Project sponsored by the Maryland Society of the Sons of the American Revolution
Recent posts: Finding the Maryland 400
We are excited to announce an upcoming blog mini-series entitled Women in the War! Women have held vital roles in wars throughout history, and the American Revolution is no exception. Because women were typically not allowed to fight, every job they could do behind the line allowed one more able-bodied man to join the battlefield. […]
Revolutionary War military terminology can be pretty confusing. Starting today, we are publishing periodic posts to help explain what some of these words mean, moving towards a full glossary of eighteenth-century military terms.
When men enlisted to fight in the Revolutionary War, they left home with the expectation that they would be properly paid for their military service. However, that’s not what happened. Paychecks lagged severely behind schedule, with some men never receiving theirs, and were heavily reduced due to the replacement costs of uniforms, arms, and equipment, […]
“The child…was almost entirely destitute of maintenance and support”: A trust fund for Captain Edgerly’s son
Edward Edgerly served in the Maryland Line for five years, enlisting as a sergeant in February 1776. He fought at the Battle of Brooklyn that August, earning a place among the famed Maryland 400. In 1777, he received a commission and served as a “respectable and brave” officer, becoming a captain by 1779. He survived […]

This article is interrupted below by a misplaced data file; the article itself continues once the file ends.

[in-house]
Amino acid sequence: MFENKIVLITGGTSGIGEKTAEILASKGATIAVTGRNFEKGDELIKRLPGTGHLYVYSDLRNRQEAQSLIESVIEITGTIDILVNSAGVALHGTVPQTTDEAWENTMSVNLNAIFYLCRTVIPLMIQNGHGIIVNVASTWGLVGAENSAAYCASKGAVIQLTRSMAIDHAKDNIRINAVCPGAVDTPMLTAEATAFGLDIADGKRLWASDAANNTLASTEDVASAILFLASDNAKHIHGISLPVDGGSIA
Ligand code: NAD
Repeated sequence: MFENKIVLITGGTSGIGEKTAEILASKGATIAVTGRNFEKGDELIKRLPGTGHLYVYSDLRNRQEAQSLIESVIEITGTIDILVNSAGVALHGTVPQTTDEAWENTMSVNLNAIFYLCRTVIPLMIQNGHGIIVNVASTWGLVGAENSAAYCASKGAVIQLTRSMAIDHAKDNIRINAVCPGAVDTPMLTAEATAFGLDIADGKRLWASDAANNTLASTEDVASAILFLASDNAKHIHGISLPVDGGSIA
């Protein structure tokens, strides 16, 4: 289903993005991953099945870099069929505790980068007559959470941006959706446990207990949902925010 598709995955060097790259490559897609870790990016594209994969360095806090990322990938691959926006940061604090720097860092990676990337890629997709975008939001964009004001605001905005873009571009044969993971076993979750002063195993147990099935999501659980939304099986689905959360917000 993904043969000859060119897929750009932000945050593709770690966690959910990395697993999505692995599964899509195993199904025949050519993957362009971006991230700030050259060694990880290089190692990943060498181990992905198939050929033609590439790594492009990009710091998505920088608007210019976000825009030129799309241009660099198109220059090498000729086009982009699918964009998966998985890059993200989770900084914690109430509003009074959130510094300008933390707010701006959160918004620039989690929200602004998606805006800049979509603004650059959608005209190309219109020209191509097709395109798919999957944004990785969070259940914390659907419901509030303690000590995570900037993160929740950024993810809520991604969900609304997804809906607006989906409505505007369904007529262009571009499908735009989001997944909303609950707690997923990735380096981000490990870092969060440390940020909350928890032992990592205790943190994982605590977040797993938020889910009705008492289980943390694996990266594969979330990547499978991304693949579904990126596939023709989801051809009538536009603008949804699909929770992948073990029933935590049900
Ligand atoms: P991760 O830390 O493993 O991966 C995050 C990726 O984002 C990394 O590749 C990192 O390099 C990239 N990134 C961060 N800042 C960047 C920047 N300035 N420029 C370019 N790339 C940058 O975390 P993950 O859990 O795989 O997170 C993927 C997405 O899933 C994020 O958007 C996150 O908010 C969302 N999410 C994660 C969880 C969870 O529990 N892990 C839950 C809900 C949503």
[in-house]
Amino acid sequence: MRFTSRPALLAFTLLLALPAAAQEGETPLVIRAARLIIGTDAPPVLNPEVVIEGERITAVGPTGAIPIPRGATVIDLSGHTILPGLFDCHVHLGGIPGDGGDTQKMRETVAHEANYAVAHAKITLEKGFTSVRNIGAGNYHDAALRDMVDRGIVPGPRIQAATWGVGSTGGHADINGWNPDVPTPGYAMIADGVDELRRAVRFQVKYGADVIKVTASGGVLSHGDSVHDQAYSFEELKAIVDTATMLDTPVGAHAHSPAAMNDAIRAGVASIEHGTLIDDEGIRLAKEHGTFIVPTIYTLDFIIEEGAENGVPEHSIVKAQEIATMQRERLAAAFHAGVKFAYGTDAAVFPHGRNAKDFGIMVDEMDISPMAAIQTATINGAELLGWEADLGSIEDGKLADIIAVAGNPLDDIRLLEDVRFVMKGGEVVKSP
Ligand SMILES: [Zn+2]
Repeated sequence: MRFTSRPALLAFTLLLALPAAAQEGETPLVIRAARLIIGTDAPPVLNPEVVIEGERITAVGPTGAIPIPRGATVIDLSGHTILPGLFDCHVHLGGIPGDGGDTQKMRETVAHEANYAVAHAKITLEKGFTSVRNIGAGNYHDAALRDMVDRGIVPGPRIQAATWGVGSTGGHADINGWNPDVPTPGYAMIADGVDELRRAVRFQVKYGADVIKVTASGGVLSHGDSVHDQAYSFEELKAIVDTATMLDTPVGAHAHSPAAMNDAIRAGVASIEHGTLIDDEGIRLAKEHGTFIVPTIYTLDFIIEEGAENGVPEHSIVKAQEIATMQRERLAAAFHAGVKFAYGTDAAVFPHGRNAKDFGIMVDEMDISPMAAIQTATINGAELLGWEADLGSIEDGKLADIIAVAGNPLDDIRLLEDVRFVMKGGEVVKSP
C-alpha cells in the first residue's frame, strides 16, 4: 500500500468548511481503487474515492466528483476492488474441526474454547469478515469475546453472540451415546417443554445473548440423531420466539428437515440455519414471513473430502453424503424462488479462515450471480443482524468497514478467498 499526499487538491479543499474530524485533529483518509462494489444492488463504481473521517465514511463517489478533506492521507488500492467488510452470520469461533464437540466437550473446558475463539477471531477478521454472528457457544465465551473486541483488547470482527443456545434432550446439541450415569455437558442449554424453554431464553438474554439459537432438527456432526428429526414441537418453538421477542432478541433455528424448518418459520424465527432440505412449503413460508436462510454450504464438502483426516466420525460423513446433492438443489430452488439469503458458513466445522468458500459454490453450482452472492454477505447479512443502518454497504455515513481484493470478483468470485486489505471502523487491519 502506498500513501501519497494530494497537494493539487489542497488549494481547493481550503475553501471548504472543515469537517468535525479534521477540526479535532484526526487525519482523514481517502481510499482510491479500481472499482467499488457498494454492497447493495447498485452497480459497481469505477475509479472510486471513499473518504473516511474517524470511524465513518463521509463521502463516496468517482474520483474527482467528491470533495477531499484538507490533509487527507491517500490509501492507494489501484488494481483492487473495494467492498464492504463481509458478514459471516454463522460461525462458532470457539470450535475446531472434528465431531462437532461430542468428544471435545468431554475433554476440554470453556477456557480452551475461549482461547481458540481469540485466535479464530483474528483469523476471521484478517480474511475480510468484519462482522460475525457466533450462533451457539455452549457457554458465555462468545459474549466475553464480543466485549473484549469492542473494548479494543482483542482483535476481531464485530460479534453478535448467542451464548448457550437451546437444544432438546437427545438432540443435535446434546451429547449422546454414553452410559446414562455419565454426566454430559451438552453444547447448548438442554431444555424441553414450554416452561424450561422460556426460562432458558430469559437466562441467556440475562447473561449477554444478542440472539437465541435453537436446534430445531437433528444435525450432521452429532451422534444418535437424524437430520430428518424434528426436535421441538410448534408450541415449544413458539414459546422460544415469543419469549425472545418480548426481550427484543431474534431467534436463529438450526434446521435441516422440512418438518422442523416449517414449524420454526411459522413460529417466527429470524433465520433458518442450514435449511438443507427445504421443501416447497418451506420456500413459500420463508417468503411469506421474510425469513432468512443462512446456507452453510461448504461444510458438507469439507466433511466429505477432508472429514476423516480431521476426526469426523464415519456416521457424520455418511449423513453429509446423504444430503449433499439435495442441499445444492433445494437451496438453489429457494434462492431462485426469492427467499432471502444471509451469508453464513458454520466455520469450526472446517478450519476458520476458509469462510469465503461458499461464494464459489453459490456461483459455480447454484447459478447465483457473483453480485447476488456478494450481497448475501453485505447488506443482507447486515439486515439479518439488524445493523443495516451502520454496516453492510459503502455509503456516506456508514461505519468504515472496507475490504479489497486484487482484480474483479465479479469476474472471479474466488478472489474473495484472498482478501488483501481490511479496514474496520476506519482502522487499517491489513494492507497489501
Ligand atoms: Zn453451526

Tag Archives: battles
While each campaign year of the Revolutionary War had its own purpose and series of events, the main focus of the campaign of 1779 was to maintain the vital lines of communication between the Eastern and Southern states. George Washington … Continue reading
On the morning of October 4, 1777, Continental troops encountered British forces, led by Lord William Howe, encamped at Germantown, Pennsylvania, in Philadelphia’s outskirts. George Washington believed that he had surprise on his side.  He had ordered his multiple divisions to march twenty … Continue reading
On the night of September 10, 1777, many of the soldiers and commanding officers of the Continental Army sat around their campfires and listened to an ominous sermon that would predict the events of the following day. Chaplain Jeremias (or Joab) Trout … Continue reading
Late on the night of August 26, 1776, the First Maryland Regiment and the rest of the Continental Army began to cross the East River from Manhattan to Long Island. Awaiting them were some 20,000 British and Hessian soldiers. Earlier … Continue reading
At 10 or 11 o’clock in the morning of April 25, 1781, one and half miles from Camden, South Carolina, British troops advanced on Continental Army soldiers, commanded by Major General Nathaniel Greene, who were having their breakfast. The Continentals, camped on a … Continue reading
In late August 1777, the American Army planned a raid on Staten Island. Intelligence available to the Americans suggested that the British forces there were primarily American Loyalist militia rather than British regular troops. Furthermore, the inexperienced Tories were stealing … Continue reading
The 239th anniversary of the Battle of Brooklyn is next week, and we will have new material to commemorate the battle and the Marylanders’ sacrifices there.
William Harrison served as the first lieutenant in the Seventh Independent Company when the company fought alongside the First Maryland Regiment at the Battle of Brooklyn.
Most of the first-hand accounts that we have from the Battle of Brooklyn end on the afternoon of August 27, when the Americans were able to retreat to their encampment in Brooklyn. The fighting had paused, but the danger had … Continue reading